Before we can consider various issues and procedures in the cumulation of research results, we must become quite explicit about the meaning of the concept "results of a study." It is easiest to begin with what we do not mean. We do not mean the prose conclusion drawn by the investigator and reported in the abstract, the results, or the discussion section of the research report. We also do not mean the results of an omnibus F test with df > 1 in the numerator or an omnibus X2 test with df > 1. (These omnibus tests address vague questions that are rarely, if ever, of scientific interest.)

What we do mean is the answer to the question: What is the relationship between any variable X and any variable Y? The variables X and Y are chosen with only the constraint that their relationship be of interest to us. The answer to this question should normally come in two parts: (1) the estimate of the magnitude of the relationship (the effect size), and (2) an indication of the accuracy, precision, or stability of the estimated effect size (as in a confidence interval placed around the effect size estimate). An alternative to the second part of the answer is one not intrinsi

MILLER ANALOGIES TEST

cally more useful, but one more consistent with the existing practices of researchers; that is, the examination of the significance level of the difference between the obtained effect size and the effect size expected under the null hypothesis (usually an effect size of zero). If the significance level is employed, it should always be reported accurately and never as "significant" or "not significant."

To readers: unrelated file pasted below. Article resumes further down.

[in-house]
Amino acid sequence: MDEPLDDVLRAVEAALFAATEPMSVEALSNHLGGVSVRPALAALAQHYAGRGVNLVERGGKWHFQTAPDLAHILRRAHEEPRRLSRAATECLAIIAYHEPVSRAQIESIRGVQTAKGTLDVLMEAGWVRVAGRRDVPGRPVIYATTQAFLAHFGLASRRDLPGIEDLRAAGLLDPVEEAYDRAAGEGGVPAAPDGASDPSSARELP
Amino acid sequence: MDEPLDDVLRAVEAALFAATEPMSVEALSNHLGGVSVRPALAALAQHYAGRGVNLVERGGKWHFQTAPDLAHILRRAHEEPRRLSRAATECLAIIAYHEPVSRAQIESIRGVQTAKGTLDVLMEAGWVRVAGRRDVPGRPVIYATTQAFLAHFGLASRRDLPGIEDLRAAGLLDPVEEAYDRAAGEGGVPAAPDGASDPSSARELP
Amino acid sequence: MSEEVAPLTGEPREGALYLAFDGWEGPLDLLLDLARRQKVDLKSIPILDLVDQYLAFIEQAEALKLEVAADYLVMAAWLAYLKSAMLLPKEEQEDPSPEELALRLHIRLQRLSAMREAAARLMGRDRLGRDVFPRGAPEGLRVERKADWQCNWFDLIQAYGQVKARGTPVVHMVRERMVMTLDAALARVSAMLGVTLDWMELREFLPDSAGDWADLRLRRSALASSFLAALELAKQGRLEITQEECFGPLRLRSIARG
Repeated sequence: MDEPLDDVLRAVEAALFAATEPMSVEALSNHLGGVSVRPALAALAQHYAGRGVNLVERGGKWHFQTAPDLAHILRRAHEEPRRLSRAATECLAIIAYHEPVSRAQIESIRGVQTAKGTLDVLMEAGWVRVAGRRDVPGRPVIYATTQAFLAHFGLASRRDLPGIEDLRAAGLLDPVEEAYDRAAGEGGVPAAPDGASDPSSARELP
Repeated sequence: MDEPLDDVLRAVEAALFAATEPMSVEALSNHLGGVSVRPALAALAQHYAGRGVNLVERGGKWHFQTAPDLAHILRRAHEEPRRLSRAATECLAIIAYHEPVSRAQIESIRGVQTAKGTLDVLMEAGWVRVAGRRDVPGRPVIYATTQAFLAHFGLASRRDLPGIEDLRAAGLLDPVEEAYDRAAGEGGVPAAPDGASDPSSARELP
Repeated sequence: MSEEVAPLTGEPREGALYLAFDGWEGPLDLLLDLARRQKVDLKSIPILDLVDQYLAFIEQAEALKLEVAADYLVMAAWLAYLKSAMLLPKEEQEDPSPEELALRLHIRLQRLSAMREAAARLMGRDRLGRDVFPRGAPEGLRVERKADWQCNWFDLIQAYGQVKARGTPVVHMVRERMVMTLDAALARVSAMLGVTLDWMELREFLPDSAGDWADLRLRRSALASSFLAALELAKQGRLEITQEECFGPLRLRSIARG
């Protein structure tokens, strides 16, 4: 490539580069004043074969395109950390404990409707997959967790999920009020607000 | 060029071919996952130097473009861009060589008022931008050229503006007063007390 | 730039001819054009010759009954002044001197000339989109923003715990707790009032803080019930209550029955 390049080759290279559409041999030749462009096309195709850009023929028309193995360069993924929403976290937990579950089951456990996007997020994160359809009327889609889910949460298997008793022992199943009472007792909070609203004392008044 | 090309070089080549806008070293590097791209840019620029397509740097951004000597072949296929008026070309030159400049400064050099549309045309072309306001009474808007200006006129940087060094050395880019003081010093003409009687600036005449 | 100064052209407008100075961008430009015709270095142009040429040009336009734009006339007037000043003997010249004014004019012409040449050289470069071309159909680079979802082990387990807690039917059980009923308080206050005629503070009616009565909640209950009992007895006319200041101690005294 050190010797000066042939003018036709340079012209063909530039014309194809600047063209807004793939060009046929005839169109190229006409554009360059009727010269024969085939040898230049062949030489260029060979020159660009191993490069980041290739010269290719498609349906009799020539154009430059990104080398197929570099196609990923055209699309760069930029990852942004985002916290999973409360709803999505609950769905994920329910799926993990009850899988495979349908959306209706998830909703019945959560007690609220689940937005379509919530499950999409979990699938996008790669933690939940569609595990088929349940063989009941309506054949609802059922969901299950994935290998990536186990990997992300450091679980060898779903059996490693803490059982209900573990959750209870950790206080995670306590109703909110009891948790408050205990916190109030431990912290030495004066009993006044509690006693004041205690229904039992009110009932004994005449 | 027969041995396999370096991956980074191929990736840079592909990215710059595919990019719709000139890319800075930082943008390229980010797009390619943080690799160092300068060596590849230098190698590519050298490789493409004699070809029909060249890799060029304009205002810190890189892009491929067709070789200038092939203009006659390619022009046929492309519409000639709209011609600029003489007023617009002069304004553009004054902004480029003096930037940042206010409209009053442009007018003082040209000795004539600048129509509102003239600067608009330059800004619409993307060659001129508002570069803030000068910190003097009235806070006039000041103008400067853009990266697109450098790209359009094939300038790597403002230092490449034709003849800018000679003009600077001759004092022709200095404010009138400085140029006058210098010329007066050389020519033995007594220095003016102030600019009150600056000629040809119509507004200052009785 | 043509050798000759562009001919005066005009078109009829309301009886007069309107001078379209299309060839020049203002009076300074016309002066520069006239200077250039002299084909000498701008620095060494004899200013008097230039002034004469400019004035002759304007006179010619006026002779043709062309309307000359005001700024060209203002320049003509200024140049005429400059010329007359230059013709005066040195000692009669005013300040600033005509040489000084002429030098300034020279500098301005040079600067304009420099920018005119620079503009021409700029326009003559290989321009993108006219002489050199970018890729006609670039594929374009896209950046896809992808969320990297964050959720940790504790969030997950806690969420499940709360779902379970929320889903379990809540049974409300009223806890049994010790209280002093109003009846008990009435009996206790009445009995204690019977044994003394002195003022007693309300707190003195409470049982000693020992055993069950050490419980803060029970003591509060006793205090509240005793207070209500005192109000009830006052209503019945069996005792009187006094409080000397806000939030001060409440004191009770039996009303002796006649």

Because a complete reporting of the results of a study requires the report of both the effect size and level of statistical significance, it is useful to make explicit the relationship between these quantities. The general relationship is given by:

Test of Significance = Size of Effect x Size of Study

In other words, the larger the study in terms of the number of sampling units, the more significant the results will be. This is true unless the size of the effect is truly zero, in which case a larger study will not produce a result that is any more significant than a smaller study. However, effect magnitudes of zero are not encountered very often.

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